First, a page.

Millet: Not Just for the Birds!

Photo by merec0 via Flickr

Photo by merec0 via Flickr

Have you ever watched birds eating bird food out of a bird feeder?  The main ingredient in that feed is often millet.  Millet is a seed, but is categorized as a grain because of its grain-like consistency.  Birds can eat it day in and day out and be happy, healthy and full of energy!  But I bet that many of you didn’t know that millet is not just for the birds.

In parts of the world, millet has been consumed by humans for thousands of years.  In prehistoric times, especially in northern China and Korea, it was millet rather than rice that was the dominant staple grain.  There is even a mention in the bible that millet was used to make unleavened bread.  And today millet is still a popular grain in countries such as China, Japan, India, Africa, Egypt and Russia.

However, in the United States and other western countries, millet is mainly used as an ingredient in bird and cattle feed.  It turns out though that millet is actually a very healthy food for us as well.  As more Americans have realized that, millet has even started to grow in popularity in the United States over the past few years.

Why is millet healthy?
Millet is a highly nutritious, gluten free, whole grain that is packed with vitamins and minerals.  Since it is a whole grain, it is high in complex carbohydrates, low in fat and rich in protein and dietary fiber.  Millet is also a good source of calcium, iron, potassium, magnesium, phosphorus, manganese, zinc and B vitamins (especially niacin, folic acid and B6).  That makes it a great substitute for less nutritious refined grains like white flour or white rice.

Studies have also shown that consuming millet can reduce the risk of heart attacks, lower frequency of migraines, decrease blood pressure, lower cholesterol, decrease the risk of type 2 diabetes, help with fat metabolism and body tissue repair and protect against breast cancer and childhood asthma.  So why aren’t you eating millet again?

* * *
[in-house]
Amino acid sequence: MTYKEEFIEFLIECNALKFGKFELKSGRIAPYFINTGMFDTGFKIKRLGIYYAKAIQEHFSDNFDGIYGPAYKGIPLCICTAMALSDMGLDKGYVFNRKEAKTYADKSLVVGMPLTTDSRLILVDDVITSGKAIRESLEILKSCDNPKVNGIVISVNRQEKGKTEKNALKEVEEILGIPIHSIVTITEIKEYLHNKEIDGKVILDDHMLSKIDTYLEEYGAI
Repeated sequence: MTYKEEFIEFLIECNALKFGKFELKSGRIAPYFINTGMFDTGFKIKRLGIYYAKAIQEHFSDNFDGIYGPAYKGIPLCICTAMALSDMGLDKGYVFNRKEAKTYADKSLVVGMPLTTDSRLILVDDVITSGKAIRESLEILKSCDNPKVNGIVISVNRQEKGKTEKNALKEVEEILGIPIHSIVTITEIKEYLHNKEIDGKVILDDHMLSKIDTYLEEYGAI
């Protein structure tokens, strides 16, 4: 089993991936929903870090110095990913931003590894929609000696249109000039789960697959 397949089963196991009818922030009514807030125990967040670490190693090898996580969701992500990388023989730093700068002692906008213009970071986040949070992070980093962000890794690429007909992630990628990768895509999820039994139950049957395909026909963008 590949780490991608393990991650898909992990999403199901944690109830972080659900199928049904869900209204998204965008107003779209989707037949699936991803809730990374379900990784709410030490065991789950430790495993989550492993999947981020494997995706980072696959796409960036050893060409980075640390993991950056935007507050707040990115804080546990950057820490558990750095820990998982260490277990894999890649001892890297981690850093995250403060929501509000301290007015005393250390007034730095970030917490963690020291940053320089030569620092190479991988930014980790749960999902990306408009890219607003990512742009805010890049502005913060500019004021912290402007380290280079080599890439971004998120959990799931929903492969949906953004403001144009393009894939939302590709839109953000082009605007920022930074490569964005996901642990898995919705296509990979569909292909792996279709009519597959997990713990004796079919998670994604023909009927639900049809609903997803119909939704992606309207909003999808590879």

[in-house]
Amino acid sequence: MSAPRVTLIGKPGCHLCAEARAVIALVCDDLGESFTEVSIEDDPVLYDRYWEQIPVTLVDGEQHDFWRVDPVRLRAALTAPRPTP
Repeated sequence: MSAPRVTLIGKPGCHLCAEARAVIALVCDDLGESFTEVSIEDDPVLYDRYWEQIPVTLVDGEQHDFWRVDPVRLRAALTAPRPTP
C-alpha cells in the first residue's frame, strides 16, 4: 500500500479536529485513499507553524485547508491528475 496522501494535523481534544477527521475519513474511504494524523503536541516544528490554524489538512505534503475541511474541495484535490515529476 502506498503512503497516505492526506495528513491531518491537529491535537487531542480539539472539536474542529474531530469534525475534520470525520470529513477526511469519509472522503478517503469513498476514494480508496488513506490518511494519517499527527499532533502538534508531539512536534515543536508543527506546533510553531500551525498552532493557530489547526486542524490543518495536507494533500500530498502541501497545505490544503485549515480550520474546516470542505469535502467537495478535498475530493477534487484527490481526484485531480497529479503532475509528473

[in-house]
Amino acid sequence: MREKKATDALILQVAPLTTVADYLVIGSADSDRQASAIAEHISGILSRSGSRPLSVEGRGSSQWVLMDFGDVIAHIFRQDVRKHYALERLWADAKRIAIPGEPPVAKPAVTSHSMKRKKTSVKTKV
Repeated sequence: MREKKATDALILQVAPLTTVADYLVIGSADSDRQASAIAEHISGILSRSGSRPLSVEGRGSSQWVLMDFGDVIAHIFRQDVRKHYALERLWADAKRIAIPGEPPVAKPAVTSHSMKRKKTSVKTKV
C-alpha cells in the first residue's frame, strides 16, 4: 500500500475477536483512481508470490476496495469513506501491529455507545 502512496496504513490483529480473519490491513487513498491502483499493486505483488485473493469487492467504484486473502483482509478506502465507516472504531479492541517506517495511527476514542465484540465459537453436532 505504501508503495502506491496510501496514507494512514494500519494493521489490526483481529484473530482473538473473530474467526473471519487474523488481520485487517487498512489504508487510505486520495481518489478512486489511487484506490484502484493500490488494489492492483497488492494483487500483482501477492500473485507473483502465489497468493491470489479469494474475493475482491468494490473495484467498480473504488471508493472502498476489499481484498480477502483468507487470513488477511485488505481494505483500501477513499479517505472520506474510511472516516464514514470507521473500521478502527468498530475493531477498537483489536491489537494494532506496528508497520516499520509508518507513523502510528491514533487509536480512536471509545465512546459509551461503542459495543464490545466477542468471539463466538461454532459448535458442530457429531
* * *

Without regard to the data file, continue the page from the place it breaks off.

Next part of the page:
How can I incorporate millet into my diet?
Millet is a delicious, mildly sweet and nutty grain that is easy to incorporate into your diet.  Here are five ways to do just that:

  1. Breakfast porridge: Cooked millet can be prepared for breakfast much like oatmeal.  For extra flavor and nutrition, you can add some nuts or berries to it.
  2. Side dish: If you are looking for an alternative to rice and potatoes, try millet instead.  It has a nice fluffy texture like rice and can be served with any dish.  Or you can try combining it with other whole grains, such as brown rice or quinoa.
  3. Baked items: You can substitute ground millet flour in the recipes for common baked items, such as breads or muffins, bringing variety and increased nutrition.  Just remember, in order for breads to rise, millet needs to be combined with glutenous flours.
  4. Soups and stews: You can add millet to soups and stews, and it will also add texture and body.
  5. Snacks: Millet can be popped like corn and eaten as a snack by itself or added to granola.

The bottom line:
Millet is a wonderful, nutritious, versatile grain that is not just for the birds!  So, you can keep feeding the birds the bird feed, but make sure to get some millet for yourself, too.  It really is a healthy substitution for other less nutritious, refined grains.

Comments (8)

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  1. […] More:  Millet: Not Just for the Birds! […]

  2. Maria Isabel says:

    This is quite an interesting grain! I never heard of it but it seems really good for you. Where can you get buy it? Thanks

  3. Randy Karp says:

    Do you know millets GL?

  4. Talli van Sunder says:

    @Maria We buy our millet in bulk at Whole Foods, but it is also available at specialty health food stores.

  5. Talli van Sunder says:

    @Randy The Glycemic Load for millet is 25.56.

  6. @domthesomm says:

    Interesting read and I love grainey like substances. I’m a huge classic oatmeal fan in the AM and will seek this out! Thanks for sharing!

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